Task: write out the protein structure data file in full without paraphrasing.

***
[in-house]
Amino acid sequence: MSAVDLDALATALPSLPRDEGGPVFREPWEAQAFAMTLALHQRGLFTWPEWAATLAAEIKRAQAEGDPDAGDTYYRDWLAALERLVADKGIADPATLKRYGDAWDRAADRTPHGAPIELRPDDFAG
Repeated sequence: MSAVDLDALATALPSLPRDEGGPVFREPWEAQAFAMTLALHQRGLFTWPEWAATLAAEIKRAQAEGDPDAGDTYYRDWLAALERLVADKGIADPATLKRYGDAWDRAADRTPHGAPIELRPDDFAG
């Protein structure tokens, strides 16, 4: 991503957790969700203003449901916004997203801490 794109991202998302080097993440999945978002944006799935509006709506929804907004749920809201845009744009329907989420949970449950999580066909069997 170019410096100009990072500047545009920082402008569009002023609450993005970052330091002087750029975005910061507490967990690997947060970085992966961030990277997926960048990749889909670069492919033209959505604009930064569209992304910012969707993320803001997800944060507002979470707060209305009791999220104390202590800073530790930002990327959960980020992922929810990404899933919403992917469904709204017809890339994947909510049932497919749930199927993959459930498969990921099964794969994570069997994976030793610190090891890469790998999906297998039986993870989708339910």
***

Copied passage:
[in-house]
Amino acid sequence: MSAVDLDALATALPSLPRDEGGPVFREPWEAQAFAMTLALHQRGLFTWPEWAATLAAEIKRAQAEGDPDAGDTYYRDWLAALERLVADKGIADPATLKRYGDAWDRAADRTPHGAPIELRPDDFAG
Repeated sequence: MSAVDLDALATALPSLPRDEGGPVFREPWEAQAFAMTLALHQRGLFTWPEWAATLAAEIKRAQAEGDPDAGDTYYRDWLAALERLVADKGIADPATLKRYGDAWDRAADRTPHGAPIELRPDDFAG
């Protein structure tokens, strides 16, 4: 991503957790969700203003449901916004997203801490 794109991202998302080097993440999945978002944006799935509006709506929804907004749920809201845009744009329907989420949970449950999580066909069997 170019410096100009990072500047545009920082402008569009002023609450993005970052330091002087750029975005910061507490967990690997947060970085992966961030990277997926960048990749889909670069492919033209959505604009930064569209992304910012969707993320803001997800944060507002979470707060209305009791999220104390202590800073530790930002990327959960980020992922929810990404899933919403992917469904709204017809890339994947909510049932497919749930199927993959459930498969990921099964794969994570069997994976030793610190090891890469790998999906297998039986993870989708339910």